VERY Close call

Login or register to post comments 3813 reads   1 posts
  • Tue, Dec 04, 2012 - 03:40am

    #1

    Adam Taggart

    Status Platinum Member (Offline)

    Joined: May 25 2009

    Posts: 5509

    count placeholder

    VERY Close call

As we invest in our preps to increase our resiliency, we are often operating in new territory. So, we are vulnerable to the unexpected – or as Donald Rumsfeld would put it: the 'unknown unknowns'.

I recently had a wake up call on this front.

Yesterday I came within 1 inch of losing my hive. I mean that literally: ONE inch.

If you've been on the site for a while, you probably know I became a beekeeper this year (you can read about my surprisingly positive experience here). 

Here's a picture of my hive back in the halcyon days of Spring:

The hive is on a hillside overlooking a creek. It's a great spot (sun, water, lots of wildflowers)

It's a little hard to tell from this picture, but the drop from the little plateau where the hive is to the creek is about 15 feet.  It's a pretty steep plunge.

For most of the year (starting about 3 weeks after the picture above was taken), the creek dries up to a trickle. No more than 3 inches deep, maybe.

Well, if you've been reading your news, you've probably heard about the rains Northern California has been getting. We've been dumped on pretty harshly by Mother Nature over the past week.

Despite worrying about how my house might fair in the deluge, it didn't even enter my mind that the hive could be at risk. It's so high above the creekbed. Surely it wasn't in any danger.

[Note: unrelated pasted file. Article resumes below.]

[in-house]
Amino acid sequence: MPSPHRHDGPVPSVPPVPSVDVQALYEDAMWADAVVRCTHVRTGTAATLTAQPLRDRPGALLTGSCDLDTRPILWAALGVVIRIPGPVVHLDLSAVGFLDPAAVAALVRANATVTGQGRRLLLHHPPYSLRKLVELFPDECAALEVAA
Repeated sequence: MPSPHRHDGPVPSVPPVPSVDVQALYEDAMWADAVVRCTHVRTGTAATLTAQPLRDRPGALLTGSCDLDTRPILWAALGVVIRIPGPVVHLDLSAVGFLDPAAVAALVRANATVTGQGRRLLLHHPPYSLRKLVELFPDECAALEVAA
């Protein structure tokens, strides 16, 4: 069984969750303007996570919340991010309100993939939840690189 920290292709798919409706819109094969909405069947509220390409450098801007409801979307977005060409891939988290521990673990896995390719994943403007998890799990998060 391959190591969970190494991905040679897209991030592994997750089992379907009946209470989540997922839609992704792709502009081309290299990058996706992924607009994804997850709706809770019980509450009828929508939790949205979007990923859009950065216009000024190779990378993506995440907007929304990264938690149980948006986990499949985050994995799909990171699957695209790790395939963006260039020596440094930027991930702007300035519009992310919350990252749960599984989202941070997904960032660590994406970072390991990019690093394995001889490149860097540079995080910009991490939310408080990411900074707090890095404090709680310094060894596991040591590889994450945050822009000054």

Wrong.

Here's the hive at midday yesterday:

Yikes!

The rain runoff had swollen the creek so quickly that it rose and overflooded its embankment. The stand my hive sits on was underwater, and the water level was only 1" below the entrance to the hive. A little higher and my bees would have drowned.

Fortunately, the water quickly subsided. Here's a shot just 2 hours later:

I've added a red line on this image to show the high water mark (which is now stained permanently on the hive wall).

So, fortunately, this story has a happy ending. But my point is: it almost didn't; and that this vulnerability blindsided me.

I've now learned a valuable lesson that will reduce my risk exposure as a beekeeper going forward. But I'm also furiously wondering now: what unknown vulnerabilities do I have in my other preparations?

The takeaway here is that no system is foolproof. And fate has a way of surprising us when at our most confident.

Use my close call as a reason to look at your own preps with fresh eyes, and to challenge your assumptions about their dependabilty. Perhaps engage in some extra scenario planning to determine what you would do if a backup system you're counting on were to suddenly fail when needed.

We'll never be 100% prepared. It's wise to remind ourselves of that from time to time.

 

Viewing 1 post (of 1 total)

Login or Register to post comments